Linguine with Scallops and Pesto

This was a bit of a tester to see if it worked, usually the sauce is saffron with fish stock and

Linguine with Scallops and Basil Pesto

cream. But not today – today is a cheat’s meal. The linguine is straightforward, unless you make your own which I have done before and will only do again when the mood takes; pesto you can also make yourself or use it from a jar (well why not provided it’s good quality). The only real cooking in this are the scallops, and if you do it right they can taste sweet, caramelised and full of intense flavours of the sea. Added with the pesto there is a sort of earthiness that works well, even if it is not as light a saffron sauce. If you would like garlic bread to go with this you will find it here.

INGREDIENTS

  • 50gm linguine per person
  • 3-4 scallops per person (depending upon your generosity)
  • Butter
  • 3 tablespoons spoons pesto.
  • Seasoning

METHOD

  1. Add a good pinch of salt to the boiling water, drop in the linguine and cook according to the instructions.
  2. Gently warm the pesto sauce in a saucepan, adding a tablespoon or two of the linguine water to thin it out.
  3. Put enough butter in the frying pan to cook the scallops and get it nice and hot, then add the scallops. Don’t play with them. Leave on one side for three minutes and then turn them over cooking for a further thirty seconds.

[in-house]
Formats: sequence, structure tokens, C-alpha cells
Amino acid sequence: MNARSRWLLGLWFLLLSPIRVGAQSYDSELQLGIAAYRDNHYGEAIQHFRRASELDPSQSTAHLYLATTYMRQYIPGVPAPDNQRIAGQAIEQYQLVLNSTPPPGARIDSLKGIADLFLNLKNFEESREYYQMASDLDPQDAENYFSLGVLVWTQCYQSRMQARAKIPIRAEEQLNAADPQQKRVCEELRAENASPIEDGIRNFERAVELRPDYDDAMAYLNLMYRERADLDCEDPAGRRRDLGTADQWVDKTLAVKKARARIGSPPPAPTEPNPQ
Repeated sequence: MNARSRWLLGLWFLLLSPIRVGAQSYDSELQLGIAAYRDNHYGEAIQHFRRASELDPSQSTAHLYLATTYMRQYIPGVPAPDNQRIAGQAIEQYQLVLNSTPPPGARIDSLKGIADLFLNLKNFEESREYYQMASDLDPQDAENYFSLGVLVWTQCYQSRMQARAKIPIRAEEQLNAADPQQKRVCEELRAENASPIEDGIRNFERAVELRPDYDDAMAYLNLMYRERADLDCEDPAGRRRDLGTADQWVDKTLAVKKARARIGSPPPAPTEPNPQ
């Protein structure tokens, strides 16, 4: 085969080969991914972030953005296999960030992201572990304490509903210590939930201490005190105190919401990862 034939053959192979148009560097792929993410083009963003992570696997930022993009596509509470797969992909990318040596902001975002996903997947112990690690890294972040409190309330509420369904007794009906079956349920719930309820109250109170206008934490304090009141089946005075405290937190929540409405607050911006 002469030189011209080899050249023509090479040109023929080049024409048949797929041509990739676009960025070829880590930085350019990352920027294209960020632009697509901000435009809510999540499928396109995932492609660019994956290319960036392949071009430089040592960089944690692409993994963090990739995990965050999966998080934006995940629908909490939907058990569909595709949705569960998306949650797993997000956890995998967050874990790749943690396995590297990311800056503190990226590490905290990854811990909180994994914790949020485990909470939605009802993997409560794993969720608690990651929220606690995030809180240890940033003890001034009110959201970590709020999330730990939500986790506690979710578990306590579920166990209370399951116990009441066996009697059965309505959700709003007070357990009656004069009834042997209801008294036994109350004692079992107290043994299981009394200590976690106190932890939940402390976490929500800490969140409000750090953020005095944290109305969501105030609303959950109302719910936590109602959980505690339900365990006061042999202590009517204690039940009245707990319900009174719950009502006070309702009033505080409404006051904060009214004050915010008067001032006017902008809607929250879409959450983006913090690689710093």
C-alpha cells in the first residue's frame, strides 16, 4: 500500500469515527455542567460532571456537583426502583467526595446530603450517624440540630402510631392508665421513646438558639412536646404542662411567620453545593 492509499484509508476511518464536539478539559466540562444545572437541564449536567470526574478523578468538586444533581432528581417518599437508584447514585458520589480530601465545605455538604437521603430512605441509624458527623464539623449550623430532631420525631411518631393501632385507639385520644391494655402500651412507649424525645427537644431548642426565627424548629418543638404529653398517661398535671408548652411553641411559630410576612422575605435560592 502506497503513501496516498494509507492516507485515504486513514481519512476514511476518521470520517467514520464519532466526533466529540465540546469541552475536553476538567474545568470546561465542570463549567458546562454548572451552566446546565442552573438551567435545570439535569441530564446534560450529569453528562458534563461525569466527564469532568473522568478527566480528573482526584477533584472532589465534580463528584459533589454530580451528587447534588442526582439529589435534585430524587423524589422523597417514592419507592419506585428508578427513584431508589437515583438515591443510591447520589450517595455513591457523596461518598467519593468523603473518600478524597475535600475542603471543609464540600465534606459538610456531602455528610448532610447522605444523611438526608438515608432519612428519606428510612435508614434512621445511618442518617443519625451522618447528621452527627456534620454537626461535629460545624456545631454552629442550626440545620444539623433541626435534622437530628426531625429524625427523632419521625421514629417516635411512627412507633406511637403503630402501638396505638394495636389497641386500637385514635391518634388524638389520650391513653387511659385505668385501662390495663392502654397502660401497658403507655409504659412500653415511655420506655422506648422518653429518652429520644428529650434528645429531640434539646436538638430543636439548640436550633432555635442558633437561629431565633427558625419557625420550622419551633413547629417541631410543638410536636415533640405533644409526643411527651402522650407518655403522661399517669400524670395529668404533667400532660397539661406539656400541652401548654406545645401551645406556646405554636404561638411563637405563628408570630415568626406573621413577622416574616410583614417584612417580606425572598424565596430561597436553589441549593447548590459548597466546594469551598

4. Drain the pasta, mix in the pesto, plate and put on the scallops , pour some of the butter you cooked the scallops in over the top .
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About Cooking At Zero Degrees

This is a blog (it also works on an ipad and now has a Facebook page) about what we eat at home. Starters, mains, sauces, side dishes, cocktails and links to local shops. It’s all here. Food is fun, it should be fun to make and fun to eat. For some people making a meal is a chore. If it is then don’t do it; but please, it’s better to eat something, anything, that you make at home from scratch, because prepared, packaged supermarket dinners and food have about as much flavour as the plastic or cardboard package they come in. Food cultivation and husbandry is not just a moral argument. Eggs that don’t come from battery hens do taste better, cattle properly reared have more flavour - and just think about it: at its most simple, if they’re not being pumped full of chemicals then you’re not being pumped full of chemicals. How good is that? If you can buy local, use your neighbourhood shops, you will miss them when they are gone. Most of all, have fun making a meal of it! Oh, and why at zero degrees? Because that’s where we live – in Greenwich, London.
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